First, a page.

One of the worst environmental disasters in history struck one year ago today — the “Deepwater Horizon oil spill,” or “BP oil spill.” Haven’t kept up with the details of offshore oil drilling much lately and curious where things stand? Well, I can’t say that we’ve learned from our lesson.
While no legislation has been passed to make offshore oil drilling safer, “the House Natural Resources Committee pushed forward three bills to expand offshore drilling and reduce safeguards,” Frances Beinecke of the Natrual Resource Defense Council (NRDC), who served on the National Commission on the Deepwater Horizon Oil Spill and Offshore Drilling, writes.
Seriously, let’s make it easier to have another oil spill catastrophe? This is what the “House Natural Resources Committee” wants? Yes, the U.S. has been hijacked by political extremists who don’t understand the government’s role in ensuring a safe and livable environment.
More from Beinecke:
These bills would allow big oil companies to sidestep proper environmental analysis, rush permits and drill virtually anywhere off the U.S. coastline.
Have we learned nothing from the largest peacetime oil spill in history? Eleven men died in that disaster. More than 170 million gallons of Louisiana crude spewed into the water, and 1,053 miles of shoreline got oiled.
The impacts have been devastating. Gulf Coast fishermen lost $62 million in dockside sales because of the spill, while tourist businesses lost $1.5 billion in earnings. Oil remains in marshes and underwater plumes, and it will take years to determine the ecological damage.Yet, it’s more important that oil companies be left alone to do what they wish wherever they wish.
The National Commission on the Deepwater Horizon Oil Spill and Offshore Drilling that Beinecke found, after an “exhaustive review of the evidence” that “the root cause of the spill was systemic failure in industry management and government oversight.” Of course it was.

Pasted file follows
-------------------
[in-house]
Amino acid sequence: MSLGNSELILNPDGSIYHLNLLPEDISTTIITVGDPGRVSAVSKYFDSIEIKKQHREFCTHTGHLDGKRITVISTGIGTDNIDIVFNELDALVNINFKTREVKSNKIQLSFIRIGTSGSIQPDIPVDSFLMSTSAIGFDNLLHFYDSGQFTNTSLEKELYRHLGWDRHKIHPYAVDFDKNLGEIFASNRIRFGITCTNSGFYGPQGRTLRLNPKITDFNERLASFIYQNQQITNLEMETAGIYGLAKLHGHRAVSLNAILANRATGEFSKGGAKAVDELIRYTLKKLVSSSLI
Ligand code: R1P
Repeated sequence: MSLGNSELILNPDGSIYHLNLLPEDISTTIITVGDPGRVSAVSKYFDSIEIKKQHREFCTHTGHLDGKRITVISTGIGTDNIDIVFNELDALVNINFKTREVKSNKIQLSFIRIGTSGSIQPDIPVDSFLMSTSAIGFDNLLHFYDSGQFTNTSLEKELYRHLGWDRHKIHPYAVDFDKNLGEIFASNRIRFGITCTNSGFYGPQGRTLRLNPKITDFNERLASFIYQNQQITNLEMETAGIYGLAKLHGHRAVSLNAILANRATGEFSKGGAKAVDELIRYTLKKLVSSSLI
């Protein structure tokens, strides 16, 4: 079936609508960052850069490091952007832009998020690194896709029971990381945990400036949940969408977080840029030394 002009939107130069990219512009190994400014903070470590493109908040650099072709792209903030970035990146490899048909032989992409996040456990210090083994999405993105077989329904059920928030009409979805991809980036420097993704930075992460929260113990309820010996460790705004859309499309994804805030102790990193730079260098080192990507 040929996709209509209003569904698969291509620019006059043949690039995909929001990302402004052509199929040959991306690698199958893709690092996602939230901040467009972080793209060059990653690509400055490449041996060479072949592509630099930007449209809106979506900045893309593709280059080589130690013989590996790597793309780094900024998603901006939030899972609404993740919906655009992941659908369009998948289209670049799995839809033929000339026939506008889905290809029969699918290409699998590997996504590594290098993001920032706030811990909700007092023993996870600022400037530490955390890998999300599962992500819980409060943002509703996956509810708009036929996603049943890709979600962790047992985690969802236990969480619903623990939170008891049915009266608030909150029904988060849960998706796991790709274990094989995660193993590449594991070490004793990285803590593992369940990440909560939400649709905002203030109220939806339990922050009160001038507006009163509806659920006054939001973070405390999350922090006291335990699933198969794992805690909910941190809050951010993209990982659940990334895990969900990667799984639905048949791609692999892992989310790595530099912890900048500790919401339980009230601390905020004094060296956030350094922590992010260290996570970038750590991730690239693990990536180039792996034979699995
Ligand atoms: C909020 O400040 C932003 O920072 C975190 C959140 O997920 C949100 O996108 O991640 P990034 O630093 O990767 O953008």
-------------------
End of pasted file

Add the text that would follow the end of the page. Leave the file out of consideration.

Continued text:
Completely ridiculous that these supposed leaders of our country are interested in ignoring the findings, the need for change, and are actually pushing for further deregulation in this dangerous arena.
Will less regulation of offshore oil drilling help the U.S. become more energy independent? Not enough that anyone would even notice. This is one of the least effective ways of pushing for energy independence and doesn’t get at the root of our problem at all. My grandfather was the Chief Excavation Geologist for Exxon for the U.S. (not including Alaska or California) before he retired — the guy in charge of finding oil. He mentioned a couple years ago that we’ve just gotten spoiled, that we don’t have the oil available to support our current demand.
Here’s more on that from Beinecke as well.
Turning back the clock on offshore drilling will do little to relieve America’s oil addiction.
According to the Department of Energy’s Energy Information Administration, drilling in America’s previously closed ocean areas “would not have a significant impact on domestic crude oil and natural gas production…before 2030.” Even then, “because oil prices are determined on the international market …any impact on average wellhead prices is expected to be insignificant.
The U.S. cannot drill its way out of oil dependence. We can, however, turn to a host of clean energy solutions that could cut our oil imports almost in half in just 14 years. We don’t have to wait for technological breakthroughs to get started. Things like cleaner cars, more transportation options, high speed rail, and sustainable, homegrown fuels already exist.Seriously, this is the route we need to go down. We don’t live in caves any more. We found a better option. We can find a better option for our energy supply as well (we already have). Increasing the risk of workers, the environment, and the whole world in order to try to live on an energy source of the past makes no sense (unless you are a Congressman bought by an oil industry trying to increase its profits for a few more years and don’t have any concern for what’s actually best for the American people).